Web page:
Sympetrum corruptum “Variegated Meadowhawk” Libellulidae

Blue Mountain National Recreation Area, MT
May 13, 2016
Robert Niese

As its name might suggest, these dragonflies are quite variable. So much so, that I’m questioning this ID (corrections would be very much appreciated). For more info on how to identify PNW odonates, check out this field key from the Slater Museum of Natural HistoryS. corruptum is a relatively common dragon found throughout much of northern North America near boggy meadows, swamps or ponds. During migration, however, it can be found wandering through just about any habitat from Honduras to Mongolia. Dragonflies are impressive migrators and some species can regularly travel 100 miles in a single day.


Sphecodes (arvensiformis) “Cuckoo Sweat Bee” Halictidae
on Euphorbia esula “Leafy Spurge” Euphorbiaceae

Blue Mountain National Recreation Area, MT
May 16, 2016
Robert Niese

Sphecodes bees are cleptoparasitic, cuckoo-like bees that lay their eggs in the nests of other sweat bees. Despite their outward appearance, these insects are not wasps, but they have converged on a very cuckoo-wasp-like life-history strategy. A female enters the nests of another Halictid, consumes a developing egg and replaces it with her own. Unfortunately, these bees, like the vast majority of Halictids, are very poorly studied and there are few entomologists capable of accurately identifying them beyond the genus level. Oh, and by the way, Leafy Spurge, while it is one of Missoula’s most widespread invasives, is also one of my favorite spring plants. They’re just such odd organisms! More photos and natural history info to come, I’m sure.

Looking back at my other photos of these bees from years ago makes me realize how far my skills as a photographer and natural historian have progressed.


Lasioglossum (Hemihalictus) sp. “Weak-veined Sweat Bee” Halictidae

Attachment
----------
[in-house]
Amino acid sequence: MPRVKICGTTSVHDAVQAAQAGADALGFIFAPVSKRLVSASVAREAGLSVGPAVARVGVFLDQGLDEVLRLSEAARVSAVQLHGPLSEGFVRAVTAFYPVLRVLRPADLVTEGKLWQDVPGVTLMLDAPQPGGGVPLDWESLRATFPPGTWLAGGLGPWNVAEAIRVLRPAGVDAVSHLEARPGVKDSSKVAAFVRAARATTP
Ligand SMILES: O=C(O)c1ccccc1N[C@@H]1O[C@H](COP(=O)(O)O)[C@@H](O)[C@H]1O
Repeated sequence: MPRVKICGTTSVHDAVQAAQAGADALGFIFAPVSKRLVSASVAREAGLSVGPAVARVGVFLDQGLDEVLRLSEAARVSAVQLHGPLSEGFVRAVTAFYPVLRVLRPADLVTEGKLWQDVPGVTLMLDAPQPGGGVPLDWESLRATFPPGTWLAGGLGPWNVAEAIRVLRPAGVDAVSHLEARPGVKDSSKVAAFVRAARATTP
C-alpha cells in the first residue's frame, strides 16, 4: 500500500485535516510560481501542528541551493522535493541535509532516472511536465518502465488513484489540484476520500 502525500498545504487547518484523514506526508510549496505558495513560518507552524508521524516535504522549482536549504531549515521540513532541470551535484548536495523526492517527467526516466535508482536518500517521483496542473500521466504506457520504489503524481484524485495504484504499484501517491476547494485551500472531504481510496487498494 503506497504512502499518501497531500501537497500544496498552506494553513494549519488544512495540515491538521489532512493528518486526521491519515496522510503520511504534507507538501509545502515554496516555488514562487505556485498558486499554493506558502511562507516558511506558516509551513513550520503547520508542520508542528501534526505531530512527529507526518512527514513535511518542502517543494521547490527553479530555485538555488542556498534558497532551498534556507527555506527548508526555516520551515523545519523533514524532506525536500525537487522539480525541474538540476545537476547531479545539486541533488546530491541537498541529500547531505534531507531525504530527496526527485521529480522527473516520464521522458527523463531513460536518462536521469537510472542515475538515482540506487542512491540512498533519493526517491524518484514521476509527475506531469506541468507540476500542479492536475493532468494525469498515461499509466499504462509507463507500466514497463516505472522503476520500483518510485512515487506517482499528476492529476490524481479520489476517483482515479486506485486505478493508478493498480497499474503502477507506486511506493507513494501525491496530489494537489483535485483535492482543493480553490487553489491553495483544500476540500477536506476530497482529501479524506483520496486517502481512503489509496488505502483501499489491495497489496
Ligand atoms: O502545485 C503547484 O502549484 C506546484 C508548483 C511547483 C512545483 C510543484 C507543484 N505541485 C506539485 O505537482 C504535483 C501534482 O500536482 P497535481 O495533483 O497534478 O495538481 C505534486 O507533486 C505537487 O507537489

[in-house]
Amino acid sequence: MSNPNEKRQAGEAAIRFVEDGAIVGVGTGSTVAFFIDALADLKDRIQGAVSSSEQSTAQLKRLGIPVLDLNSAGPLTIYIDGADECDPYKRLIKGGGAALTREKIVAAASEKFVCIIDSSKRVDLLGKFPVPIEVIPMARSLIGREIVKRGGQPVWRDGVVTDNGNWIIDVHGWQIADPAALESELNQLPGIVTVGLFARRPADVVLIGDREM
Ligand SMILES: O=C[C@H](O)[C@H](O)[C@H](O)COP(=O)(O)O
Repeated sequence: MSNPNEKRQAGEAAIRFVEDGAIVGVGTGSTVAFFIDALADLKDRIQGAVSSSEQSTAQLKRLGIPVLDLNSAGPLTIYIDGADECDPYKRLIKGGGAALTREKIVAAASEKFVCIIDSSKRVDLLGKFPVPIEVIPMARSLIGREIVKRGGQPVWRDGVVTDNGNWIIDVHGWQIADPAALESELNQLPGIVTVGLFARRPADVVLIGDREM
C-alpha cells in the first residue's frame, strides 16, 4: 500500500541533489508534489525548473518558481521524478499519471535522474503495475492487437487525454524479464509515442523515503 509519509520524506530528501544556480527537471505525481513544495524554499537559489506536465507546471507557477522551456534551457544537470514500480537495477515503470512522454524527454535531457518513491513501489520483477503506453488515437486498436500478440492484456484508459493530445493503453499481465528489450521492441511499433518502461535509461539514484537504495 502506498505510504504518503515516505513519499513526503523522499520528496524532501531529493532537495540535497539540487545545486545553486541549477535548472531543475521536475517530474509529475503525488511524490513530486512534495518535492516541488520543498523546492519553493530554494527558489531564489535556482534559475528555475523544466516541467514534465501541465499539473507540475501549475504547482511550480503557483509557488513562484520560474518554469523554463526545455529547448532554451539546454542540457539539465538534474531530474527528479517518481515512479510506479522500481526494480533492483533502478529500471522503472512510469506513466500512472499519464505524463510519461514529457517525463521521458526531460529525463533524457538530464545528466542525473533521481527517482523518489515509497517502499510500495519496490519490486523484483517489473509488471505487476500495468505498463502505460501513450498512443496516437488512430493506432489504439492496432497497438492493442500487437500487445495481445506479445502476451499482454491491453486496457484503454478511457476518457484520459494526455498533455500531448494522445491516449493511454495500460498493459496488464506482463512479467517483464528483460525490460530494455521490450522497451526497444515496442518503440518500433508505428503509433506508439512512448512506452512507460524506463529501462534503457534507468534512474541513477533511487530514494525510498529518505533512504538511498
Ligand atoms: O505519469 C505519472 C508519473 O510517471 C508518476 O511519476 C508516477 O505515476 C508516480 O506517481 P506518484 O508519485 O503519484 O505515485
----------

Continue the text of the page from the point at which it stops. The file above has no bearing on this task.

on Solidago missouriensis. “Prairie Goldenrod” Asteraceae

Apgar Lookout Trail, Glacier National Park, MT
October 9, 2015
Robert Niese

Lasioglossum is the world’s largest genus of bees and contains more than 1700 species worldwide. Like many other speciose invertebrate genera, we know relatively little about these organisms and only a handful of entomologists worldwide are capable of identifying them to species. In the last five years, researchers throughout North America have revised the taxonomy of this group using phylogenetic data, new morphological characters, and over 10,000 museum specimens. According to their keys, this particular individual is possibly a male L. (Hemihalictus) inconditum.


Thanatophilus lapponicus “Northern Carrion Beetle” Silphidae

April 2, 2016
National Bison Range, MT
Robert Niese

Photographed my first Silphid last week and, I must say, it was a horrendously smelly experience. These carrion beetles appear to prefer long-dead organisms, particularly reptiles and amphibians, and this little guy had apparently been hanging out in an extremely ripe carcass. I had to hold my breath every time I went in for a close-up! These beetles often overwinter in these carcasses, consuming the rotting flesh and maggots living there, until emerging at the first signs of spring. I might venture to guess that this is exactly what this individual did all winter, which might have contributed to its particular odor.


Pandemis pyrusana “Pandemis Leafroller Moth” Tortricidae

Clinton, MT
July 25, 2015
Robert Niese

Pandemis leafrollers are common in the west and are considered a pest on commercial apple, cherry, plum, and pear trees. As larvae, they roll up the sides of leaves into a tube along the mid-vein creating a shelter from predators. Larvae born early in the summer will pupate inside these shelters, but late summer larvae overwinter under bark before emerging to feed on fresh buds in the early spring. In addition to feeding on commercial fruit trees, this species is also known to chow down on alder (Alnus), willow (Salix), birch (Betula), dogwood (Cornus), aspen (Populus tremuloides), currants (Ribes), roses (Rosa), and honeysuckle (Lonicera), all of which are very common here in western Montana.

Thallophaga hyperborea Geometridae